So. No live links.

Nevertheless, I went ahead and made posters anyway and shared one on social media very third or fourth day. 

One of the Canva decisions I had to make regarded my “color palette.” Based on the book cover of The F Words, Canva suggested five colors. But these were browns and neutrals such as ash and white. I wanted something more lively, so I ignored Canva’s choice and chose colors that pick up on the subtler aspects of the cover; the teal, the yellow-orange, and the black. By default, teal, orange, and black became my “brand” colors.

My intention was to make at least twelve posters, maybe as many as twenty, and to concentrate on the themes of fighting injustice; the writing of poetry; Cole’s worries about his father being in Cook County Jail; Felipe’s running for class president; Cole’s interest in Treva; and Cole’s running cross-country. I figured that the wide variety of topics stood a chance of appealing to more teens. Those who weren’t interested in cross-country might be interested in poetry. And vice versa.

Generally, the two things that help sell books the most are reviews and personal recommendations. But I think that these posters must have helped sell a few books, because each time one was posted on Facebook, Twitter, and Instagram, I saw sales go up on Amazon.

Among all the things I’ve done to help get the word out about The F Words, I don’t know whether posters rank in the top half of successful efforts, or the bottom half. But I do know that I enjoyed making them — and I hope you enjoy looking at them.

———————————

The F Words is available wherever books are sold: from the publisher, City of Light Publishing; from IndieBound, the site for independent bookstores; from Barnes & Noble; and from Amazon. To get updates and the latest news on The F Words, subscribe to Barbara Gregorich’s Newsletter.

The F Words: Friendship

A friend is a close companion:  a person we confide in, are intimate with, play with, work with, and associate with on a regular basis. Life without friendship would be very  lonely. Friends help us look at things in a different way. They’re there when we need somebody by our side. They give, they share, they understand.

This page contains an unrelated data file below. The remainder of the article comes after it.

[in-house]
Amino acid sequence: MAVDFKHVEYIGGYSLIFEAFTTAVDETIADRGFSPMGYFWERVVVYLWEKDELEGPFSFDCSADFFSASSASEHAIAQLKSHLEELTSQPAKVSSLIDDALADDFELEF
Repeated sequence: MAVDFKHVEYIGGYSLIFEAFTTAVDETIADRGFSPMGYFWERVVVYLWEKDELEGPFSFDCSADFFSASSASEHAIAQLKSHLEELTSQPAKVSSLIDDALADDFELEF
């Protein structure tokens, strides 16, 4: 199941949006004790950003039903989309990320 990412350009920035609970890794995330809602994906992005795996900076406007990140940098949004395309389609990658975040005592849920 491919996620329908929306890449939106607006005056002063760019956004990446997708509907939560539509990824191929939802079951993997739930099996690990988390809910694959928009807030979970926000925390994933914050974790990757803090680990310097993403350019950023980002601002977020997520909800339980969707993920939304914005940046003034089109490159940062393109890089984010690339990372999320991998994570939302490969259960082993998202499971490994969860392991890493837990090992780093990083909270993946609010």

One of the subtexts running through The F Words is the power of friendship. We see the friendship between Cole and Felipe in the second chapter, when Felipe insists on helping Cole remove the fifteen f words from the school wall. And when Cole, recognizing that Felipe has held back on running for class  president, vehemently urges him to stop scrubbing off the f words and go put his  name on the candidate list. In addition, Cole and Felipe are united not only in their ten-year  history of shared  experiences, but also in their struggle for social justice.

The new student, Treva, also fights for social justice. And, like Cole, she fights to help Felipe win the class election. Whereas Cole and Felipe are practically life-long friends, Treva is a new friend. But the bonds that tie her to Cole and Felipe are strong.

Cole Renner, the main character, has many friends. Not as many as Felipe, who everyone agrees is incredibly well liked and “sociable.” Cole is friends with Emerald, whom he admires for her intelligence. With Ethan, a fellow cross-country runner. And he has a friendly rivalry with Ricardo, star of the cross-country team. 

The F Words focuses on Cole and his friends, but it’s also populated with adults — as any teen’s life is. There’s the principal (not a friend!), there’s Mr. Nachman, Cole’s English teacher. There are Hank and Stacey Renner, Cole’s parents. There are Veronica and Carlos Ramirez, Felipe’s parents. There’s Cole’s running coach. And there’s Nikki Zurlo, secretary to the principal.

Some of these adults are friends with each other. And, some of them are friends to the teens. Which brings me to the question, What’s the difference between being a friend with somebody and being a friend to somebody?